Star find - The pavement found during excavation.
The main discovery was a remarkable stone pavement. This was made up of small stone pieces mainly of granite and some quartz and covered an area of approximately 5.5 m². This lay under a variable depth of topsoil (0.15 to 0.35m ). That this survived at all was due to the fact that the collapsed cromlech had protected the ground beneath. Over the past 50 years more large stones were heaped up onto the pile and these continued to ensure that the original area of the chamber lay well protected from damage by the plough. The “floor” of the monument - an intact stone pavement - is made up of two elements. One is a narrow strip of compacted small stones which formed a hard-standing surface arranged in a doughnut-like circuit. Approximately three-quarters of this circuit had survived below the topsoil on the northern, western and southern sides of the monument. Originally, this probably formed a complete circuit - its absent eastern side had been removed during the first restoration of the monument in the 19th century. This circuit wrapped around, and contained within, a pavement made up of larger stones. Both surfaces would have been protected by the suspended capstone when it was in place, but, at the front end of the monument (in the north-west), a fine narrow strip of the pavement extended well beyond the shelter of the capstone. The original pavement was covered during the restoration to keep it safe.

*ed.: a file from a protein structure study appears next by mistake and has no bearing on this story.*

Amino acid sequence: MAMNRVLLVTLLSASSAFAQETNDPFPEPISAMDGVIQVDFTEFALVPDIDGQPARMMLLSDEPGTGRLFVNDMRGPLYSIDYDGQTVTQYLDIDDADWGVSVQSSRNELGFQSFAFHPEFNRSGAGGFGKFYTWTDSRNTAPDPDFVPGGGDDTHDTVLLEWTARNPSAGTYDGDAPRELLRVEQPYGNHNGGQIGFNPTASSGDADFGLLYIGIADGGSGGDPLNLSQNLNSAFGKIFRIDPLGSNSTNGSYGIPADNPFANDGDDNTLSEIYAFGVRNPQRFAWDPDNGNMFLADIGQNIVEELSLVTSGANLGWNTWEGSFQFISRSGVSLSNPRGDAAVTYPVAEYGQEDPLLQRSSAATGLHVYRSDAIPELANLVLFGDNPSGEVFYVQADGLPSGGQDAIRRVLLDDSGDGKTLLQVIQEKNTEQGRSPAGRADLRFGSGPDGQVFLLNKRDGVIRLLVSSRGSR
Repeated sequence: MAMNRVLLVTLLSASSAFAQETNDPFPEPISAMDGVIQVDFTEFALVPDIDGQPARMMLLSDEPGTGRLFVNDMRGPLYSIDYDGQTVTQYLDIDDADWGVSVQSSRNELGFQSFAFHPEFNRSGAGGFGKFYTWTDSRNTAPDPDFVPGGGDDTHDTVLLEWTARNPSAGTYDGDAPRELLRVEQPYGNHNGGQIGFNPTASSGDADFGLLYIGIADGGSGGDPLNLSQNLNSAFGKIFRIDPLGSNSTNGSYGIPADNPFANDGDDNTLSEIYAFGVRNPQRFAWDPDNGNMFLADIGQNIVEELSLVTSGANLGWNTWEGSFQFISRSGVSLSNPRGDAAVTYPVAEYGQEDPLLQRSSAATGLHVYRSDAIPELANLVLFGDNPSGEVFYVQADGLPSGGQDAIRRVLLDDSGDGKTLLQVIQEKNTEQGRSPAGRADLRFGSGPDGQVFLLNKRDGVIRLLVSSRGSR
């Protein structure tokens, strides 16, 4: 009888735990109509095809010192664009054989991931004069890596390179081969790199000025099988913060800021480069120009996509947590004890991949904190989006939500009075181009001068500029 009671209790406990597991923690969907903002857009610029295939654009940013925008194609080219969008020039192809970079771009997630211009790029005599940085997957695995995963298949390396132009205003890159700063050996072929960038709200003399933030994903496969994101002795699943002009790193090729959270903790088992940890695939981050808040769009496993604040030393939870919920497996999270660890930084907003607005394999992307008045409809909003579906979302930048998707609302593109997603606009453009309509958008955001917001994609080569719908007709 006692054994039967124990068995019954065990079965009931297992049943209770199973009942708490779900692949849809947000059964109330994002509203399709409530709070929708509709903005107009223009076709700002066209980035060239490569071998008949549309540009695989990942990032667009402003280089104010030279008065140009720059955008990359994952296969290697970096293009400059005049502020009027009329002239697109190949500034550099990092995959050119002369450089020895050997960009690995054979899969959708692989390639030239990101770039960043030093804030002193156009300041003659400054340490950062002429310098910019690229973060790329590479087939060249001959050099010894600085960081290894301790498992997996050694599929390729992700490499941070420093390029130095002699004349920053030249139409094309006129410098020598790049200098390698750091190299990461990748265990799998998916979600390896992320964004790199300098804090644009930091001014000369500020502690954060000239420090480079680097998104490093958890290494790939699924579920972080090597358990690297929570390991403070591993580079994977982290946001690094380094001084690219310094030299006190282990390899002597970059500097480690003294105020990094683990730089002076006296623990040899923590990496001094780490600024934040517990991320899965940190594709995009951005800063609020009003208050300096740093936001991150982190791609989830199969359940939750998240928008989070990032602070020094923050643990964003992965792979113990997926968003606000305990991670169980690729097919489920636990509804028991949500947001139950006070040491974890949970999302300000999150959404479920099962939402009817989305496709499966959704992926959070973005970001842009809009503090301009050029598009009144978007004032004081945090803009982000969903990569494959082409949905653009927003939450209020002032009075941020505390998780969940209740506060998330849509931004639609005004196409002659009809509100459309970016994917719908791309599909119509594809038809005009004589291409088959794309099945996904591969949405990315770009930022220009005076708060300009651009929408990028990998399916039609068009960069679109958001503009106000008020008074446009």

On a late autumn Sunday in 2014 some of the volunteers involved in the various activities met again to begin the laying of a reconstructed pavement mirroring the archaeology discovered as part of the excavation back in 2012.
People brought favourite stones from all over the UK and beyond to contribute to the reconstruction of the pavement, including Carn Brea in West Penwith, the Algarve, Cot Valley, Godrevy, serpentine stones from the Lizard, a pebble from Boden Fogou, a crystal from Redruth and even some blue stones from the Preseli Mountains in South West Wales, amongst many others. The pavement is a work in progress and it's hoped visitors to the site will continue to bring stones from all over the UK, if not the world, to add to and complete this representation of the archaeology preserved in situ underground. It will be interesting to see how this develops in coming years.